Silverish lining

Will we see $3 gasoline before $5?

A: It certainly looks that way. When I first posed this question in August, I began my answer: A: "Who knows?" and "It doesn't really matter." Much higher gasoline prices that are sustained for a long, long time are now inevitable. The fundamentals in the oil market are that we are in the beginning stages of peak oil. Supply can no longer keep up with demand, which has kept soaring even in the face of record prices. In August, I had assumed that things had gotten as grim under President Bush as they could get. My bad. I did, however, …


A song for the end of an era

Friday music blogging: Eliza Gilkyson

According to dozens of experts surveyed by The Wall Street Journal, we're heading into a recession that will be the worst in 50 years, with at least three consecutive quarters of less-than-zero growth. Millions of homeowners face foreclosure, trillions of dollars have been lost in the stock market, and we're going to see a spike in joblessness -- perhaps a big one. In a jaw-dropping story in yesterday's Washington Post, a news analyst even wonders whether we're seeing "The End of American Capitalism?" (Now there's a headline I never thought I'd see in a major U.S. newspaper.) Listen Play "The …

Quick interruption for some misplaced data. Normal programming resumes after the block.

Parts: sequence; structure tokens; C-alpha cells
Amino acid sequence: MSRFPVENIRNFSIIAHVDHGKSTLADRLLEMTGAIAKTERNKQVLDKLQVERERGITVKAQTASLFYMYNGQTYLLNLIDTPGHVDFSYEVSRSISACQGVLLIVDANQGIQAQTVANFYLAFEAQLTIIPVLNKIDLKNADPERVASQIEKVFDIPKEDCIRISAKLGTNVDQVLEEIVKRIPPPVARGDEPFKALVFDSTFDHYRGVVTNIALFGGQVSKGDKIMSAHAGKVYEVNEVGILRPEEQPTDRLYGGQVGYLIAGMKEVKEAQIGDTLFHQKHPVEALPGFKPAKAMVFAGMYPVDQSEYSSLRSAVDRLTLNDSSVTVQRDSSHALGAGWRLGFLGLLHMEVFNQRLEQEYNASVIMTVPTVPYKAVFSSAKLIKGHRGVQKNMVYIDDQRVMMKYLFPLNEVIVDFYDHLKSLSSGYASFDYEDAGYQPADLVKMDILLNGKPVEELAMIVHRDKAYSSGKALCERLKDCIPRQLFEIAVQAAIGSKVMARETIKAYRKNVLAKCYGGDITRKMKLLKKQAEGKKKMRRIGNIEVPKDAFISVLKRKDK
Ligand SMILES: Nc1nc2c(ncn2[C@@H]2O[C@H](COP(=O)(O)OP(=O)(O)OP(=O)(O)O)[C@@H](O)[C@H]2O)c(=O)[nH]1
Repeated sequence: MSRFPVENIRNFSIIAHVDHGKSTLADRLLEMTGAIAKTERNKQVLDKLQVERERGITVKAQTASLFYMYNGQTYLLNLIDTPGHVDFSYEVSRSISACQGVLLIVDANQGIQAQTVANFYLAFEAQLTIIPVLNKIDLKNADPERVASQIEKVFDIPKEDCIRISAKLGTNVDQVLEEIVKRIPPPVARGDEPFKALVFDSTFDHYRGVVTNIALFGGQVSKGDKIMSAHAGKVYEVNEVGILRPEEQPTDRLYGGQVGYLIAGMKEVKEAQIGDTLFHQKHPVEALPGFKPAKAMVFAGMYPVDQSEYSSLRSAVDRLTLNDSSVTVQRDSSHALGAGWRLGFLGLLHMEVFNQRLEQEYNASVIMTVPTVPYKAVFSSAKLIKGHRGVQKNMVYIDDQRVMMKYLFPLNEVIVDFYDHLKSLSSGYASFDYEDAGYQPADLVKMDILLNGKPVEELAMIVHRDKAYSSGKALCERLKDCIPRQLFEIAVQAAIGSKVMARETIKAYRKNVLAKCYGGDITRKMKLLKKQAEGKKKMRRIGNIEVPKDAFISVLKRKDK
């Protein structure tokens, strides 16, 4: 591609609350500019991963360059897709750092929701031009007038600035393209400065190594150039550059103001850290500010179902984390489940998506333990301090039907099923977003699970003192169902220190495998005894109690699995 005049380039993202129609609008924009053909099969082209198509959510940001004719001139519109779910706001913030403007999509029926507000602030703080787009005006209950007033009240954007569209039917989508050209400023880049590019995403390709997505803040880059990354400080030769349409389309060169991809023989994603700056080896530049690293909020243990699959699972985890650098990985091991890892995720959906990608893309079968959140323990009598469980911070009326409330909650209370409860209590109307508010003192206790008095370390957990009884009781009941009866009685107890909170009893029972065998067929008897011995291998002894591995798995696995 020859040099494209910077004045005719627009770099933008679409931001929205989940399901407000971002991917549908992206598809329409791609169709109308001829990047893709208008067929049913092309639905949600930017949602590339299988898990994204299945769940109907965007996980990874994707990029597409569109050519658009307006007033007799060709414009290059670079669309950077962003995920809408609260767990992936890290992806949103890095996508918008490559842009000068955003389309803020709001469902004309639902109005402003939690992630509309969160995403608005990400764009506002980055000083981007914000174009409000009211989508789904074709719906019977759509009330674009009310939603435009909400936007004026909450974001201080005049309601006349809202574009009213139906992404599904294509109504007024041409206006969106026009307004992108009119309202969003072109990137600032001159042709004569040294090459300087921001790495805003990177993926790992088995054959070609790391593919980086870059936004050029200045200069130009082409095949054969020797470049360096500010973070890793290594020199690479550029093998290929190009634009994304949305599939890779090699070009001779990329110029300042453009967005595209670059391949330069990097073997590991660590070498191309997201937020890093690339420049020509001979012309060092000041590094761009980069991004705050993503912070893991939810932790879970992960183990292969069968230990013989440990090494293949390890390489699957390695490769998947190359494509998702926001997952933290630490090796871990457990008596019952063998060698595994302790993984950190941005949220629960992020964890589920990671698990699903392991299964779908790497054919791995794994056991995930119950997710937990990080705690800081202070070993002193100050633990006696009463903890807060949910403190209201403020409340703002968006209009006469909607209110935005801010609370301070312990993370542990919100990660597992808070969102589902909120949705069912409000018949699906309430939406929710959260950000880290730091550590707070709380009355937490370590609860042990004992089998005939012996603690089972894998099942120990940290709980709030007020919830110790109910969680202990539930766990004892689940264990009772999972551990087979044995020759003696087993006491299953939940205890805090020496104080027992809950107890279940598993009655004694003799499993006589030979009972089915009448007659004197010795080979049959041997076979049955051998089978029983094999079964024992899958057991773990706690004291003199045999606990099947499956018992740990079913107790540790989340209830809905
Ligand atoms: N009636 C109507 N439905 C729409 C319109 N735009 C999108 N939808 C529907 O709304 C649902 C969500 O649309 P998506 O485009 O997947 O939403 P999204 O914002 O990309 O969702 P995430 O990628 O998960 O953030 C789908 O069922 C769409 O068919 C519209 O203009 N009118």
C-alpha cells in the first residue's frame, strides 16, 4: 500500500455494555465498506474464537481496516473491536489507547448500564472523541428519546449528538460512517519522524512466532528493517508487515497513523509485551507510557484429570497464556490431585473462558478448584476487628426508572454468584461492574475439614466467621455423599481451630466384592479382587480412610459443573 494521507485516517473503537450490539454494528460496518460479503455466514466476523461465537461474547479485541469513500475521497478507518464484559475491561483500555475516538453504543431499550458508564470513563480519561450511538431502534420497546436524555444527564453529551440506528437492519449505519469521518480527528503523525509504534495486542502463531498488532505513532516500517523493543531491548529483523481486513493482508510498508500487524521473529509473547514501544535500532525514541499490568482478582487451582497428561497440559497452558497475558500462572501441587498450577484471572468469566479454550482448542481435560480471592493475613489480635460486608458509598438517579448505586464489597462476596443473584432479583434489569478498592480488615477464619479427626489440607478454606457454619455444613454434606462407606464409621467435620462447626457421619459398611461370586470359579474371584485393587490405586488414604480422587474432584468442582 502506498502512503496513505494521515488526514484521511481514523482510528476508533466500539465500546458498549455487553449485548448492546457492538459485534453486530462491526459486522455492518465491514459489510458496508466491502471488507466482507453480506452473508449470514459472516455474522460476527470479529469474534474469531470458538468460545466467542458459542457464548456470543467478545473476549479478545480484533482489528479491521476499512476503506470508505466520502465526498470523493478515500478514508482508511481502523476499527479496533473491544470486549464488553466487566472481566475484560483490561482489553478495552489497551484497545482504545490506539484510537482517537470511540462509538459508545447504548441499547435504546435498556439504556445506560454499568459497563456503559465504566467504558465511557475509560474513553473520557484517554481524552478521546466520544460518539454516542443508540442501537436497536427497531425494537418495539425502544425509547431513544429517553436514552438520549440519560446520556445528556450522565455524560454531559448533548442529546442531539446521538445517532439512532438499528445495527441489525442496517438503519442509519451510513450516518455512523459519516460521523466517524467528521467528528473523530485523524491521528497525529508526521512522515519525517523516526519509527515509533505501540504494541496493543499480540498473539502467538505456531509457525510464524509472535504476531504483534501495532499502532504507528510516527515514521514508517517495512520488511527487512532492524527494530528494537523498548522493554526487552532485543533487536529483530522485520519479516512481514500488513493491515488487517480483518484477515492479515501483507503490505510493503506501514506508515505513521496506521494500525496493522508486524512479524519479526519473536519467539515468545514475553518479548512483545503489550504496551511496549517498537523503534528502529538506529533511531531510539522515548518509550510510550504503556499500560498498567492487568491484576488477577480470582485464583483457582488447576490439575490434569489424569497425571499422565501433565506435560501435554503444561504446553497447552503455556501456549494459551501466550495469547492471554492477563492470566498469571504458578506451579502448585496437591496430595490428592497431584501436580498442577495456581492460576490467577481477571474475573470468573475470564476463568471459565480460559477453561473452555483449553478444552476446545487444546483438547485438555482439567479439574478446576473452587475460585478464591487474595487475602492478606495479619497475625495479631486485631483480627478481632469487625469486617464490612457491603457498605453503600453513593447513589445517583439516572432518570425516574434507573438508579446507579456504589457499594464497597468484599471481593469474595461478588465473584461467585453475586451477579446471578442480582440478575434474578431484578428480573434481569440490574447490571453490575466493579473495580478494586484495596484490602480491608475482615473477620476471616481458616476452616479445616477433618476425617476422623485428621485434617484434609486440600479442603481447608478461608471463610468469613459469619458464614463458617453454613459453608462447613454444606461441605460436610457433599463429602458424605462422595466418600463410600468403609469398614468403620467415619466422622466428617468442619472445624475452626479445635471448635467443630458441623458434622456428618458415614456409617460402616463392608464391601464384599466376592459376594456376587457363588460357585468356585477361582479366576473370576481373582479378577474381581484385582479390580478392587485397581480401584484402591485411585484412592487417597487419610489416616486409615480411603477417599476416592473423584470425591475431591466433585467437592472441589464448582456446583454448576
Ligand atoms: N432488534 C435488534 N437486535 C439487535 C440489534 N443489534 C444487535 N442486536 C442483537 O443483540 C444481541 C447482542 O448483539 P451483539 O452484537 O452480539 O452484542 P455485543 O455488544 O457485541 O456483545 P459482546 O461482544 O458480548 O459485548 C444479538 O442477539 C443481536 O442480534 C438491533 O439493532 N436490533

Has the ag bubble burst?

Tough times for agribiz giants — and likely soon for farmers

A few months ago, the "smart money" was pouring into all things agricultural. Corn was flirting with $8/bushel (up from less than $2 as recently as 2005), hedge funds were snapping up farmland everywhere from the Midwest to Africa, and that weird guy who babbles and blusters about stocks on cable TV -- Jim Cramer -- was bellowing the praises of fertilizer companies. People like me lamented the consequences: gushers of agrichemicals onto farmland and into air and water, expansions of monocrop agriculture into environmentally sensitive areas, all without any real increase in food security or food access for the …


Toyota may develop “Prius on steroids”

Thanks to the persistent popularity of the Prius among American drivers, who buy 65 to 70 percent of all Toyota hybrids sold worldwide, the company is considering developing a bigger, badder version of the gas-sipper. James E. Lentz III, the head of Toyota Motor Sales USA, says he has proposed creating a separate Prius brand akin to the auto giant's Scion spin-off. The new line, which would be sold in regular Toyota dealerships and available only in the U.S., could include various sizes -- including, said Lentz, "one on steroids." Sa-weet! Company officials, who recently announced the long-term possibility of …


World economic crisis puts climate agreement, CO2 cuts in jeopardy

Worldwide financial turmoil is seriously damaging the chances of the world's biggest polluters agreeing on a new international climate treaty to succeed the Kyoto Protocol. U.N. officials and climate experts have said for months now that the world needs to agree on, at the very least, specific emission targets for a new climate treaty by 2009 in order to have a decent chance of avoiding the most damaging effects of climate change. However, the 2009 timeline was somewhat ambitious even before the economic crisis blew up, since the United States and China keep using each other as excuses to avoid …